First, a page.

Direction of Compassion

The problem is whether we are determined to go in the direction of compassion or not.

If we are, then can we reduce the suffering to a minimum? If I lose my direction, I have to look for the North Star, and I go to the north.

That does not mean I expect to arrive at the North Star. I just want to go in that direction. ~ Thich Nhat Hanh

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Categories: Attitude, Better World, Buddhist Quote, Compassion, Everyday Zen, Illusion, Love, Meaningful, Patience, Philosophy, Potential, Right Mindfulness, Thich Nhat Hanh, Truth | Tags: , , , , ,

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4 thoughts on “Direction of Compassion

  1. My problem? I’m still trying to decide who is deserving of compassion, and who is not. For example, I have no compassion for people who abuse animals or children. None. I want them to die. Painfully.

    Maybe that is compassion? For who would do such things except those tormented by thoughts they cannot control. Maybe they will do better in their next lifetime if this lifetime is cut short.

    • Feel free to delete my last comment if you wish. It is enough for me to recognize where I still have work to do.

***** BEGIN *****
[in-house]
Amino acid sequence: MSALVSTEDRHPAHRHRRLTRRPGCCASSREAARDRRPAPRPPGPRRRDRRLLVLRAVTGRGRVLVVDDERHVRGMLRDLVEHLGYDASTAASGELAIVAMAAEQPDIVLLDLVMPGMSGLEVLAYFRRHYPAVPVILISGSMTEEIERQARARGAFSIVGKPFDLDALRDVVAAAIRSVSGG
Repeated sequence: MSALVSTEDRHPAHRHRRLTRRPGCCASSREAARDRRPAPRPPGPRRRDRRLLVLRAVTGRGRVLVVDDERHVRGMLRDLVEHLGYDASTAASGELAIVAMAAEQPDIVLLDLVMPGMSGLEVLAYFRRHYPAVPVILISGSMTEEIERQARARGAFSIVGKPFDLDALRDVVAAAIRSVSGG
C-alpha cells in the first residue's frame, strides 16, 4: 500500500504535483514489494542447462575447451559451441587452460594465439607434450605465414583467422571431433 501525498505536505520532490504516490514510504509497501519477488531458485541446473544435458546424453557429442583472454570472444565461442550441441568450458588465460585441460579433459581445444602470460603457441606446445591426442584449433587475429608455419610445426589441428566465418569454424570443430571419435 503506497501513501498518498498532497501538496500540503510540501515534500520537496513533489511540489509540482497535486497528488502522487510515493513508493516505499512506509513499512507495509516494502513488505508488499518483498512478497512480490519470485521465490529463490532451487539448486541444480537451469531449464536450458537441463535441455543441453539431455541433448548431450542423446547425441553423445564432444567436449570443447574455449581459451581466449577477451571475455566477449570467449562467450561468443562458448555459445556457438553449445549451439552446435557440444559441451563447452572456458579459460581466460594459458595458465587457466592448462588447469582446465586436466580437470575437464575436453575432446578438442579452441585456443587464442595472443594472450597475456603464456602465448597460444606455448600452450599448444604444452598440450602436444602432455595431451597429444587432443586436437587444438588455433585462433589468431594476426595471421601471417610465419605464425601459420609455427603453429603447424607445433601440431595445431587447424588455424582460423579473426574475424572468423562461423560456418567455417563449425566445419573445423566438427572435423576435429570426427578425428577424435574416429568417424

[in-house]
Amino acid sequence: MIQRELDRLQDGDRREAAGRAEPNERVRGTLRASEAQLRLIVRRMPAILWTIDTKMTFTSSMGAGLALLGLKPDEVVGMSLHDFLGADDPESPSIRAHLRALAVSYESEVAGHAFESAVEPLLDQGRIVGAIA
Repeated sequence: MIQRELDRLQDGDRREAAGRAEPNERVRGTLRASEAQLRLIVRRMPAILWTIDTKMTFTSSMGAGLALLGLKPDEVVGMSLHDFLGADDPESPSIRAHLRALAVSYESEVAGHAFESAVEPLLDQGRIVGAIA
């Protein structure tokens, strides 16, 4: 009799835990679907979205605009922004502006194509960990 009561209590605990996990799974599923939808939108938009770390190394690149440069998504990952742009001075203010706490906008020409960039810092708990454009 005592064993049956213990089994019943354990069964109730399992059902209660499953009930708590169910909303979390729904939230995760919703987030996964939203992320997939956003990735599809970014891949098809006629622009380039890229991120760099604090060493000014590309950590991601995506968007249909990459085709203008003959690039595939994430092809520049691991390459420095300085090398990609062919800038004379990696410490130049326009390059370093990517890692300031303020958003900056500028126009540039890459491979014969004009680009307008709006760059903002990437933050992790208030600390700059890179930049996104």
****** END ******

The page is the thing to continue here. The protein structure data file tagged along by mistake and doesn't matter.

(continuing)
• I understand. You are not the only one to say this to me.

      Once, I read a sign….it was a Christian quote….”Love the sinner, not the sin” It is hard getting past the ‘sin’ & within Buddhist thoughts…past the effect which was triggered by a cause. Getting to the root per se.

      I cannot say I am to the point of having complete compassion for all. But I am working on it. People who abuse, hurt, maim, etc…really get to me. Which tells me I need more reflection and more meditation to understand better.

      Thank you Nancy…very thought provoking. Namaste:)

      • I read a Q&A session with the Dalai Lama recently.

        Asked whether he ever gets angry, the Dalai Lama replied, “Of course. I am human. It is human nature to get angry. The key is not to get swept away by that or any other emotion.”

        That’s not an exact quote, but it’s the gist of his thought. His answer made me feel more human . . . and more spiritual.

        Namaste.

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